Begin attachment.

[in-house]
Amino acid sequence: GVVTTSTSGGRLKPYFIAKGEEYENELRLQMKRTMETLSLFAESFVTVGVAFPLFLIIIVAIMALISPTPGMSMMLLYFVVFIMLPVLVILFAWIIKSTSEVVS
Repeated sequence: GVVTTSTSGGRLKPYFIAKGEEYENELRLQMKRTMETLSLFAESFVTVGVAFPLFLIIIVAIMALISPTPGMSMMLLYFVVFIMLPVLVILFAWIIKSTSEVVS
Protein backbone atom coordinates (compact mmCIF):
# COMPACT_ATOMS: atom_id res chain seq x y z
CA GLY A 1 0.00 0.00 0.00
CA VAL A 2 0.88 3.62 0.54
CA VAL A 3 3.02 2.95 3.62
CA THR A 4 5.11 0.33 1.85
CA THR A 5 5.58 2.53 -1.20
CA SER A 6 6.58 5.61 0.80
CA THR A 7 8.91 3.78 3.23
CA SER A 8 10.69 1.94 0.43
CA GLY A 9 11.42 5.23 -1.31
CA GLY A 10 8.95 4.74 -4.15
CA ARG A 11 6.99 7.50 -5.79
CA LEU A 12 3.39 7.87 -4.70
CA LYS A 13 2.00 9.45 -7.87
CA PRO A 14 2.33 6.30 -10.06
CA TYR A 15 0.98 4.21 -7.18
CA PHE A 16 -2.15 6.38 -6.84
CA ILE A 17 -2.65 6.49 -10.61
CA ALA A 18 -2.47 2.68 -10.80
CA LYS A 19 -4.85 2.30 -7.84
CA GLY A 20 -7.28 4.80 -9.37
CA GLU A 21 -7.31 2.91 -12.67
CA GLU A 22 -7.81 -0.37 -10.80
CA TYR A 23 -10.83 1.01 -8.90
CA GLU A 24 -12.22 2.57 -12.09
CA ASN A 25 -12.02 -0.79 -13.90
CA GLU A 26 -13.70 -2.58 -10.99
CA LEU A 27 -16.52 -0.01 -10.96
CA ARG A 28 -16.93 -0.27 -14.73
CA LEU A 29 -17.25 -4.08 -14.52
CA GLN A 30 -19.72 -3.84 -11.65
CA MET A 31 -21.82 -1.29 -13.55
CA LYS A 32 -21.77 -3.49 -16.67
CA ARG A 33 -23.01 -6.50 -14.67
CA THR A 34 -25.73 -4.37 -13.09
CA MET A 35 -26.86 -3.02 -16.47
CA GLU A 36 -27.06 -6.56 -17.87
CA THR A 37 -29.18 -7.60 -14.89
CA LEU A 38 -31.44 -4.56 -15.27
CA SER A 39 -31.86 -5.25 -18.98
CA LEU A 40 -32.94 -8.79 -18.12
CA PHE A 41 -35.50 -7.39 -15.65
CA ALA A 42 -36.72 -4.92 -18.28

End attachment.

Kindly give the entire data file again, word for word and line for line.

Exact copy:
[in-house]
Amino acid sequence: GVVTTSTSGGRLKPYFIAKGEEYENELRLQMKRTMETLSLFAESFVTVGVAFPLFLIIIVAIMALISPTPGMSMMLLYFVVFIMLPVLVILFAWIIKSTSEVVS
Repeated sequence: GVVTTSTSGGRLKPYFIAKGEEYENELRLQMKRTMETLSLFAESFVTVGVAFPLFLIIIVAIMALISPTPGMSMMLLYFVVFIMLPVLVILFAWIIKSTSEVVS
Protein backbone atom coordinates (compact mmCIF):
# COMPACT_ATOMS: atom_id res chain seq x y z
CA GLY A 1 0.00 0.00 0.00
CA VAL A 2 0.88 3.62 0.54
CA VAL A 3 3.02 2.95 3.62
CA THR A 4 5.11 0.33 1.85
CA THR A 5 5.58 2.53 -1.20
CA SER A 6 6.58 5.61 0.80
CA THR A 7 8.91 3.78 3.23
CA SER A 8 10.69 1.94 0.43
CA GLY A 9 11.42 5.23 -1.31
CA GLY A 10 8.95 4.74 -4.15
CA ARG A 11 6.99 7.50 -5.79
CA LEU A 12 3.39 7.87 -4.70
CA LYS A 13 2.00 9.45 -7.87
CA PRO A 14 2.33 6.30 -10.06
CA TYR A 15 0.98 4.21 -7.18
CA PHE A 16 -2.15 6.38 -6.84
CA ILE A 17 -2.65 6.49 -10.61
CA ALA A 18 -2.47 2.68 -10.80
CA LYS A 19 -4.85 2.30 -7.84
CA GLY A 20 -7.28 4.80 -9.37
CA GLU A 21 -7.31 2.91 -12.67
CA GLU A 22 -7.81 -0.37 -10.80
CA TYR A 23 -10.83 1.01 -8.90
CA GLU A 24 -12.22 2.57 -12.09
CA ASN A 25 -12.02 -0.79 -13.90
CA GLU A 26 -13.70 -2.58 -10.99
CA LEU A 27 -16.52 -0.01 -10.96
CA ARG A 28 -16.93 -0.27 -14.73
CA LEU A 29 -17.25 -4.08 -14.52
CA GLN A 30 -19.72 -3.84 -11.65
CA MET A 31 -21.82 -1.29 -13.55
CA LYS A 32 -21.77 -3.49 -16.67
CA ARG A 33 -23.01 -6.50 -14.67
CA THR A 34 -25.73 -4.37 -13.09
CA MET A 35 -26.86 -3.02 -16.47
CA GLU A 36 -27.06 -6.56 -17.87
CA THR A 37 -29.18 -7.60 -14.89
CA LEU A 38 -31.44 -4.56 -15.27
CA SER A 39 -31.86 -5.25 -18.98
CA LEU A 40 -32.94 -8.79 -18.12
CA PHE A 41 -35.50 -7.39 -15.65
CA ALA A 42 -36.72 -4.92 -18.28